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PARTY HOPPING

Seers Bode Success for Museum Benefit

August 04, 1988|ANN CONWAY

"Who's the hot psychic?" That was the hot question at "Mystical Madness," a benefit for the Newport Harbor Art Museum on Saturday night that featured no fewer than 30 metaphysical specialists.

"James Baker!" answered chairwoman Susan Porter Caput when Carolee Kurta popped that question after her arrival at Isamu Noguchi's sculpture garden in Costa Mesa.

Baker, one of Southern California's leading astrologers, held court under a full moon in the eerie gardens, along with crystal readers such as Lynn Darpinian, channelists such as Sydney, Tarot readers such as Beatrx Quntanna and palmists such as Carlos McAfee.

"He told me I've had many changes in my life and I'm in a cycle with more," Kurta said, emerging from her session with Baker, "which is absolutely true. But, one insight he gave me was that I give people the benefit of the doubt while not trusting my own feelings enough."

With that, Kurta, who decorated her ears with amethyst crystals for the affair, trotted off to a session with with Quntanna, who uses Tarot cards to read relationship dynamics.

"I'm doing a six-month forecast for each person," said Kurta, who sported tiny quartz crystals, gold stars and half-moons on her earlobes.

("The half moons open up intuition," she said. "The stars promote insight and direction, and the crystals magnify energy.")

"I'll ask each person to pull six Tarot cards and then let him know what kind of energy he can expect from the next six months," Quntanna said. "Each card design matches their energy. People are drawn to different symbols, so it can get very exciting."

Museum director Kevin Consey had his palm read by McAfee. "I know what he's going to see: callouses," Consey said wearily, saying he'd spent the day shoveling dirt.

"You have nice and firm hands--springy," McAfee told Consey. "Your vitality is up!"

He also said that Consey's hands revealed that he was "brave" and that he could expect longevity.

Kathy Hurwitz had a psychic card reading "with a plain old deck of cards. She (the reader) sees me in threes--in three months, three weeks and three days I'll be jumping for joy like a teen-ager," Hurwitz said. "Something good is coming!"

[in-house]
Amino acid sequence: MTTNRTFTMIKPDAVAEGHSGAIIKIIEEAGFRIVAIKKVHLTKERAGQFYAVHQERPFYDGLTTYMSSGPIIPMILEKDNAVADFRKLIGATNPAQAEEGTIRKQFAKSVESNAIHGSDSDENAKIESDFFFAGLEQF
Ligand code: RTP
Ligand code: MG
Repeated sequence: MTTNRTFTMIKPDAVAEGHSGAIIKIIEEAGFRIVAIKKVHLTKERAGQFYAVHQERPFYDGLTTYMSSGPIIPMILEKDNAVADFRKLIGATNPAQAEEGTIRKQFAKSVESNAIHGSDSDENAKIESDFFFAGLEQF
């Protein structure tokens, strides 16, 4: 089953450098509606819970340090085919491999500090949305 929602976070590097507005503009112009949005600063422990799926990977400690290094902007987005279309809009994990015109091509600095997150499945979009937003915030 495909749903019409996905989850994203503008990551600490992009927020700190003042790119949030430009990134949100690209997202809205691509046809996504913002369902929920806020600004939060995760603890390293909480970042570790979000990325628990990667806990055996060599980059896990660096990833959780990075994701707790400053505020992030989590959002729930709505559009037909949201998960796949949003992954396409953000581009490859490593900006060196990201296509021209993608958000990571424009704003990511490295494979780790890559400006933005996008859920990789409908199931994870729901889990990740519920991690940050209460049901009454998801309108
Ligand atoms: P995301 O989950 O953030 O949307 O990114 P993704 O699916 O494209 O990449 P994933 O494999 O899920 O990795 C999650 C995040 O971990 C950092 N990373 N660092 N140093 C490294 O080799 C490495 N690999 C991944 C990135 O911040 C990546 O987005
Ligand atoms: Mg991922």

Proceeds from the party, which included a buffet dinner and dancing, were expected to total $25,000. Committee members were Brooke Coldren, Toni Devich, Mark Kehke, Peter Leider, Erika Ray, Jacquelyn Schmitt, Peggy Blair Spaulding and Helen Zeughauser.

A Celebration of Courage: The Marine motto Semper fi (always faithful) might well be the motto for the crowd that annually honors John Zimmerman, a muscular dystrophy patient whose dream to become an honorary Marine came true before he died in 1985 at age 15.

More than 300 guests gathered at the Anaheim Hilton & Towers on Saturday night for the fourth annual "Celebration of Courage" dinner and auction that raised $52,000 for the county chapter of the Muscular Dystrophy Assn.

Among those paying tribute to Zimmerman's memory were his parents, Richard and Sandra Zimmerman of Fountain Valley.

John Montana, 18, a muscular dystrophy patient who lives in Cypress, was the recipient of the John Zimmerman Memorial Award. It is annually bestowed upon an MD patient who exemplifies the courage and tenacity that Zimmerman manifested during his illness.

John Weeks was event chairman.

Debutante Ball: Les Amis de Femmes, a support group founded in 1979 on behalf of the Women's Transitional Living Center in North Orange County, staged its 10th anniversary debutante ball at the Westin South Coast Plaza hotel on Saturday night, netting proceeds of about $10,000.

Presented were: Catherine Blake, Elizabeth Brick, Misty Hirschbein, Cathy Milam and Amy Wilson of Fullerton; Tamara Darst of Orange, and Aissa Menzies, Joy Nelson and Jill Parks of Buena Park.

Shirley Soderquist and Gretchen Reiter were co-chairwomen. Joanne Thompson is president of Les Amis de Femmes.

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